By Michael Rau
July 21, 2008
Well, the new iPhone has been out for over a week now, and considering the amount of media attention it's still commanding, the reality seems to have matched the hype.
Except for a big hiccup after its launch, owing to problems connecting with the Apple servers necessary to activate the phone, the hardware seems to be as expected. There were also complaints about the availability of a 3G signal in some areas.
Not surprisingly, the real buzz hasn't been about the device itself, but rather the new App Store and all the new applications available for and usable on the device. If you've been perusing the write-ups, you've probably seen all kinds of reviews, "Top-Ten" lists, and the like.
Most of this seems to be focused on iPhone applications for social networking, gaming, and enterprise usage. But I'd like to take a minute or two to sing the praises of what I feel may be one of the coolest, as well as most overlooked possible new uses for this device.
If you've been reading this column for awhile, you probably know that I'm a huge fan of Internet radio. Now, I'm not talking about Internet streams offered up by the same old commercial stations you pick up on your AM/FM set. I'm talking about the dozens of streams available from Internet-only "stations" that have arisen in the last few years, as well as access to cutting edge college radio stations across the county, and even stations in other countries.
These operations provide access to the 95 percent of music that you'll never hear on the big corporate-owned over-the-air stations that now dominate all larger markets. The range of available genres is enormous. In addition, most are either completely or almost commercial-free, and exclude the mindless, banal chatter provided by so-called personalities, who at many times of the day, talk more than they play music.
If there's a market for this detritus, so be it. But as I've said before, I resent that I can't find an alternative when driving down the road. Yes — there's satellite radio, which runs circles around commercial radio in terms of available programming. But I also find the channels to be very sterile. And frankly, another monthly bill on top of those I already have isn't something I relish in these tight times, particularly when considering my sporadic listening habits.
Internet radio is readily available to any computer user online. I access it through iTunes, but there are other methods. I love the variety of stations and genres. I love the ease of accessibility. I love the creativity of the programming. And mostly, I love the absence of personalities.
What's really pestered me is the fact that, unless I'm prepared to set up something pretty elaborate in terms of hardware and software in my vehicle, I can't listen to Internet radio in the timeframe when I'm most likely to want to listen to radio programming, which is when I'm driving.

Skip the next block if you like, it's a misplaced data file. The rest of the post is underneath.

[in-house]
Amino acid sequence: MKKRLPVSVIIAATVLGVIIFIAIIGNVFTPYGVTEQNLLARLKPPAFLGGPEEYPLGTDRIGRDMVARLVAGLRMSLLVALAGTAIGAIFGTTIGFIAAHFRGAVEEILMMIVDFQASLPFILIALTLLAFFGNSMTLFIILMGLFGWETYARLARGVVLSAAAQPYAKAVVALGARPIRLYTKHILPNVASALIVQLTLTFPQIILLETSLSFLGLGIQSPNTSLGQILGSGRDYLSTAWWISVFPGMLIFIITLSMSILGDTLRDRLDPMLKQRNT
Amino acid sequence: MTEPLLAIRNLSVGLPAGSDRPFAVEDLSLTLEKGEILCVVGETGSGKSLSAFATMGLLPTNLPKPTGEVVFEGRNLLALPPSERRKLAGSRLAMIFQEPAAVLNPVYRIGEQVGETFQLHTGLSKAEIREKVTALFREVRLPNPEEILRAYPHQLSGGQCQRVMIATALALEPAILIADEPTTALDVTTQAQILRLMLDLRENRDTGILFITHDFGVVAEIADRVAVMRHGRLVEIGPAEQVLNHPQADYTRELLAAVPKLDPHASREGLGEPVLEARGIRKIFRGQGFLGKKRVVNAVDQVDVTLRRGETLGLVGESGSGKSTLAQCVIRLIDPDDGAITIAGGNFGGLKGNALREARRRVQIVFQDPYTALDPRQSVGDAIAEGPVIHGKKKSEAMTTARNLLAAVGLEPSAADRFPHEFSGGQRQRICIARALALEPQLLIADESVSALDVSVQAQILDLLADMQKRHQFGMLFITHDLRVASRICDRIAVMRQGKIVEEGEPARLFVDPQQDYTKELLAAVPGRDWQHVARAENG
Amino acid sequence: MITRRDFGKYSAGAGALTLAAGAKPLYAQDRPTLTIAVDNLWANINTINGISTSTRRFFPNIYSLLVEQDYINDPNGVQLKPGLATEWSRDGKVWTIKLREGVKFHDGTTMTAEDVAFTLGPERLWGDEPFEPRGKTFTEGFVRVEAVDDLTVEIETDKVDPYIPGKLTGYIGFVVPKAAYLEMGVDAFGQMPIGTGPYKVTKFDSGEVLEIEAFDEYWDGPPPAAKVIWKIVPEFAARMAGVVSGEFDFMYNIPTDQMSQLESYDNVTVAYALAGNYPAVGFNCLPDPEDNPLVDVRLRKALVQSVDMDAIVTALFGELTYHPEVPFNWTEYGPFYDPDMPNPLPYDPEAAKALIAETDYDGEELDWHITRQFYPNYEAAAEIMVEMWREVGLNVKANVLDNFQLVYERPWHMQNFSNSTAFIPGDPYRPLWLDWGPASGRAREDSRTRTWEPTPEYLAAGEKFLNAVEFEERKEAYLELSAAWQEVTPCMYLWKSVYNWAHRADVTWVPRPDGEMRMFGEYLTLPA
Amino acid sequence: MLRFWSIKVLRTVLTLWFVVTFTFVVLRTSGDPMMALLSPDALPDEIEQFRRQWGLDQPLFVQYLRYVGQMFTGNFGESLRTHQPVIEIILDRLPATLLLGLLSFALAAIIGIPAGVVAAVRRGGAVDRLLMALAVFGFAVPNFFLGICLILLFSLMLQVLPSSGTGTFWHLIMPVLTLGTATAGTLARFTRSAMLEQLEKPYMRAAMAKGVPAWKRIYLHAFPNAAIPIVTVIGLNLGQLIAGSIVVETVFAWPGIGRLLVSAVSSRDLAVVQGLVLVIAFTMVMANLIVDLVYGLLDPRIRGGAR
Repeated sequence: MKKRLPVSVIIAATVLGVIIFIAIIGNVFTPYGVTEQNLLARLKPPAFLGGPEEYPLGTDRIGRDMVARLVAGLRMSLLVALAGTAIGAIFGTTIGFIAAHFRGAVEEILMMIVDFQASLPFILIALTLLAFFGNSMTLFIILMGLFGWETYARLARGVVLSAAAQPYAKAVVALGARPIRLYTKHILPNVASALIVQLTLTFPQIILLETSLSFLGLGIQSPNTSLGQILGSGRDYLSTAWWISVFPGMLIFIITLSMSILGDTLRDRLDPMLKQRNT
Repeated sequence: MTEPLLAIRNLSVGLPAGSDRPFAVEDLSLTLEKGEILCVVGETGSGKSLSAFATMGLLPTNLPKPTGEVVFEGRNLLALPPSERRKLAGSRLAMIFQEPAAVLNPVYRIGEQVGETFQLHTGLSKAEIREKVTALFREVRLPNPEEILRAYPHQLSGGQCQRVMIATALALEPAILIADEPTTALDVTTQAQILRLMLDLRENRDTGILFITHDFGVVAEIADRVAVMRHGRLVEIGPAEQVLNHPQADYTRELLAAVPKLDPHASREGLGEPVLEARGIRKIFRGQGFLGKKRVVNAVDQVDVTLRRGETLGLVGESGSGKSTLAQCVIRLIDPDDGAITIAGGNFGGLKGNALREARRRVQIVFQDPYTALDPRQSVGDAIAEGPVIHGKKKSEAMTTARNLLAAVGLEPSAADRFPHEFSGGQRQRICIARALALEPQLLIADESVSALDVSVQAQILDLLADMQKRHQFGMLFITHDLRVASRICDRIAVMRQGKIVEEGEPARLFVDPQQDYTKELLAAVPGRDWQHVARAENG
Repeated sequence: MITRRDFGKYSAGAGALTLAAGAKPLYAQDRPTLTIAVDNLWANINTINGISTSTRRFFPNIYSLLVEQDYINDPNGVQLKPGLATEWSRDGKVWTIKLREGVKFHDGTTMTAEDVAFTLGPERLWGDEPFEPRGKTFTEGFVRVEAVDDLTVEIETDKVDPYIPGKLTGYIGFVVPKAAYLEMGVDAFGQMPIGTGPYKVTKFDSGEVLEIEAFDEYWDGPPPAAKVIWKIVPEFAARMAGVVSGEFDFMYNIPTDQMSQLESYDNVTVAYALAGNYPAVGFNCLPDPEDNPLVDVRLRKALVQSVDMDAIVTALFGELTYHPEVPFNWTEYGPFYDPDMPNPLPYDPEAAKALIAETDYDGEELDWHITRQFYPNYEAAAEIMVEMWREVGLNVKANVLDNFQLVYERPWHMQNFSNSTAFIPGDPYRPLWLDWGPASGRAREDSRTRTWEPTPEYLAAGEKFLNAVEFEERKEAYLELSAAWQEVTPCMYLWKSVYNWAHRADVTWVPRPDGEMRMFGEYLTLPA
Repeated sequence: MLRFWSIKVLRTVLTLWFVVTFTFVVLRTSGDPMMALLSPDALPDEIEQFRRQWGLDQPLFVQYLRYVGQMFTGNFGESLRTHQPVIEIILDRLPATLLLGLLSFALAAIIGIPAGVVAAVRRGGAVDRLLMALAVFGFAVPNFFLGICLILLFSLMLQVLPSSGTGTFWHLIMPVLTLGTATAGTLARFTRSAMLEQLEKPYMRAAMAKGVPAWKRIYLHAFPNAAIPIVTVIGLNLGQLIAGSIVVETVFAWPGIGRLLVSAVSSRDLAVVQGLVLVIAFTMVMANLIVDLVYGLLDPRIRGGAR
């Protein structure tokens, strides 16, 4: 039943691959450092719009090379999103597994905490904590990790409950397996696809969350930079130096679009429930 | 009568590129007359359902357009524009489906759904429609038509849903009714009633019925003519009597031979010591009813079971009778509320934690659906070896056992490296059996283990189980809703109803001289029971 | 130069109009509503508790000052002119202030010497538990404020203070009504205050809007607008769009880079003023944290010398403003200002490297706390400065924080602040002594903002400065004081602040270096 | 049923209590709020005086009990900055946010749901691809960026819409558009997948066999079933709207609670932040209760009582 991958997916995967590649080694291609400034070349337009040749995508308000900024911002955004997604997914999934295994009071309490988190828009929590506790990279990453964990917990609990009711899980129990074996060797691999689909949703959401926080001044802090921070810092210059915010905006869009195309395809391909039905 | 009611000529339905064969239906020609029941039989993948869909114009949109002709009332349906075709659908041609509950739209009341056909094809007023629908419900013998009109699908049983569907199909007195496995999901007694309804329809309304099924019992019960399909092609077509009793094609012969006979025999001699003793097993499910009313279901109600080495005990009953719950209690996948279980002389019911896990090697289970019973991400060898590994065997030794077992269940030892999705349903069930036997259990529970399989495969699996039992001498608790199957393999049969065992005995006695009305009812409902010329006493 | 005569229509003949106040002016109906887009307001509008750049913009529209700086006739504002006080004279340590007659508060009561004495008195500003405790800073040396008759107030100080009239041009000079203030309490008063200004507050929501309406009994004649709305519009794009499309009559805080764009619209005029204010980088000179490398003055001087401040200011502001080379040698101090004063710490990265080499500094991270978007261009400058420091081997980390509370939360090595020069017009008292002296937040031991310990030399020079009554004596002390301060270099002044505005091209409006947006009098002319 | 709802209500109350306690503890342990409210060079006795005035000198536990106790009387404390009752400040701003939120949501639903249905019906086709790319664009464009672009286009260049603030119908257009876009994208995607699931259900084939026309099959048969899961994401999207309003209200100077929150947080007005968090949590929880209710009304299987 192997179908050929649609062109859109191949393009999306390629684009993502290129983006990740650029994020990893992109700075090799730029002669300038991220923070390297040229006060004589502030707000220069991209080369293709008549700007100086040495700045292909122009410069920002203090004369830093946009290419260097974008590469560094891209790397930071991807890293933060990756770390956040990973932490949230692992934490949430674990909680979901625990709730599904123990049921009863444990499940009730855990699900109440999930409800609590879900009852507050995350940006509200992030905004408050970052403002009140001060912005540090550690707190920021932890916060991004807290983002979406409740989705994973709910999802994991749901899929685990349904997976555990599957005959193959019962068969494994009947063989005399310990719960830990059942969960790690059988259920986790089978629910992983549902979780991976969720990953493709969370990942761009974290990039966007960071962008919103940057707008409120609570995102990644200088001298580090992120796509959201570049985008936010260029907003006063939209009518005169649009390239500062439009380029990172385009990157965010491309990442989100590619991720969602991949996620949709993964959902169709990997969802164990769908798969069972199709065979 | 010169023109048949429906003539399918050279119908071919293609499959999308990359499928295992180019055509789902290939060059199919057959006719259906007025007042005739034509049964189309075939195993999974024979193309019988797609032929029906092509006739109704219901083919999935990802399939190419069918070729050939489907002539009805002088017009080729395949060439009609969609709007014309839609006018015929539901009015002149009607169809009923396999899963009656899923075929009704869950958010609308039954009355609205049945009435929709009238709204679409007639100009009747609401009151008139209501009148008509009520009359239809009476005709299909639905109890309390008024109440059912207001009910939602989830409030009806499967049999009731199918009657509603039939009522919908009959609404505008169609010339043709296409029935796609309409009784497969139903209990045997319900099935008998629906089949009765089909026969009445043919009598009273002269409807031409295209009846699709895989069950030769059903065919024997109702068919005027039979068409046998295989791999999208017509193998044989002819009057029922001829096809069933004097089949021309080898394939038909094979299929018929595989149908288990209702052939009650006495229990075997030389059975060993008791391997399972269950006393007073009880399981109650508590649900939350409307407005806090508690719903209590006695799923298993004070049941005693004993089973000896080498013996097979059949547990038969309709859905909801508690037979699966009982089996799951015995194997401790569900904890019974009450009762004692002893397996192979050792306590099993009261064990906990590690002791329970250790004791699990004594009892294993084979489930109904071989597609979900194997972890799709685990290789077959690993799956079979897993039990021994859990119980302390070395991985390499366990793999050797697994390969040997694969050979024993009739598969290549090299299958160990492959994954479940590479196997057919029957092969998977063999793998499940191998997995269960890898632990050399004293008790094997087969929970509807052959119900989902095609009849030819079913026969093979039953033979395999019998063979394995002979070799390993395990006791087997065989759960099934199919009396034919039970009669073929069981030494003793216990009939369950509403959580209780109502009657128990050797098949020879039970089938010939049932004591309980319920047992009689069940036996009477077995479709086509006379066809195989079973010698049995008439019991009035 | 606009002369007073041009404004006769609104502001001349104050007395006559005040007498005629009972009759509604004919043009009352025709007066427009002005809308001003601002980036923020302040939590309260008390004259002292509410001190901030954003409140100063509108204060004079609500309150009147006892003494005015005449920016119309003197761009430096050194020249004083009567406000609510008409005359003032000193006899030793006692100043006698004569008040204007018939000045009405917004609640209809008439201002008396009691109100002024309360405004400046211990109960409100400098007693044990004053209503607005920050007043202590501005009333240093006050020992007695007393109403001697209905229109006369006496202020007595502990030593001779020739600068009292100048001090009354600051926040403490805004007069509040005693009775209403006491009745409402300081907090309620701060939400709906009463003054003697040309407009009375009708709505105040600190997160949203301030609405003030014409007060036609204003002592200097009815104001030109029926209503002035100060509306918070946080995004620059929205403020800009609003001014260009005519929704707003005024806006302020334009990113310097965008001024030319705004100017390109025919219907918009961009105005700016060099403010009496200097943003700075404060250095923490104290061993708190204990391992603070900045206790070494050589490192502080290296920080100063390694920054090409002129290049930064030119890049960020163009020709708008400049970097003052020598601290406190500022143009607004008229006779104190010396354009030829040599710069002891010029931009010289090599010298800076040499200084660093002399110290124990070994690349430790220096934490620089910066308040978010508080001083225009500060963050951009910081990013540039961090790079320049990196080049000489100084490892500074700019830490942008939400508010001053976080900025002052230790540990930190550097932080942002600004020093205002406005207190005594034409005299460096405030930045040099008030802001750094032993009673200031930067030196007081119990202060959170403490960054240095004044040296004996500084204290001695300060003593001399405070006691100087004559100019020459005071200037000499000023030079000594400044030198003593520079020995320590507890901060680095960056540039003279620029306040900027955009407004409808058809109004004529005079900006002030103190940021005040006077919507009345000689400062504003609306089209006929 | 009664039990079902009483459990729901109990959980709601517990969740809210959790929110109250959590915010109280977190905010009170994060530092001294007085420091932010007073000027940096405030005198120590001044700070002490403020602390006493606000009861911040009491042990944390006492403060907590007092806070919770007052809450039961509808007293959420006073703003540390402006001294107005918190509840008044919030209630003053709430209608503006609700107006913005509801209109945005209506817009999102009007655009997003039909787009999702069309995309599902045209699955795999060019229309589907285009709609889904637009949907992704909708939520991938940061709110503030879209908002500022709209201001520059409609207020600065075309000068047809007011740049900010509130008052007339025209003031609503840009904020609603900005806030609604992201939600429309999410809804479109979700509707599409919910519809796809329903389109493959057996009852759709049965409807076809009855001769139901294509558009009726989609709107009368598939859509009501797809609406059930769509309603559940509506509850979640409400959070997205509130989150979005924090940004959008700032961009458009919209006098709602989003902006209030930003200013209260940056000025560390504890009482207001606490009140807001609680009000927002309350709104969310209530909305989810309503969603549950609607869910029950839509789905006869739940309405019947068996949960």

So a month or so ago, I got to thinking: Here you have a gizmo designed to connect to the Internet. It has a Web browser, and it's already a superior digital audio player (the iPod component). Why the heck couldn't this be configured to stream and play Internet radio stations? And if it can do that, couldn't you connect it to your car radio, like an iPod, and play Internet radio stations in your car?
I'm sure I'm not the only person thinking along the lines that the new iPhone, combined with a third-party app, will do just that, thus making it a true Internet radio receiver.
There are a couple of new iPhone applications that seem to prove that this concept is sound.
One is from AOL and is called, appropriately, AOL Radio. And while this enables streaming radio programming, it is most certainly NOT what I'm talking about. AOL Radio gives you access to the streams from CBS Radio stations, or in other words, more of the same commercial drivel I loathe.
Another is called Pandora, which essentially seems to operate as a search engine for streamed music from specific artists. It provides no comprehensive listing of available online streams, but actually seems pretty cool for what it does.
There's also an offshore firm called Radio 105 which provides apps that connect with specific individual streams.
All of these demonstrate the device's ability to play Internet radio streams, but none makes the iPhone a true Internet radio tuner
A New York Times article mentions an app called Tuner, which based on their description, performs this task just as I envision. However, when I went online to the iTunes store to check it out, it wasn't listed. I'm hoping it's just an oversight of some kind.
So now that I know it's workable, I'm just waiting for someone out there to make my dream come true. On that day, I may commit to never listening to a commercial station again. An iPhone can be my interface to all the music I love and am denied access to by big-corporate radio.
Michael Rau is a mass-communications consultant in Virginia Beach. To send feedback or view past columns, go to http://dailypress.asoundidea.com.
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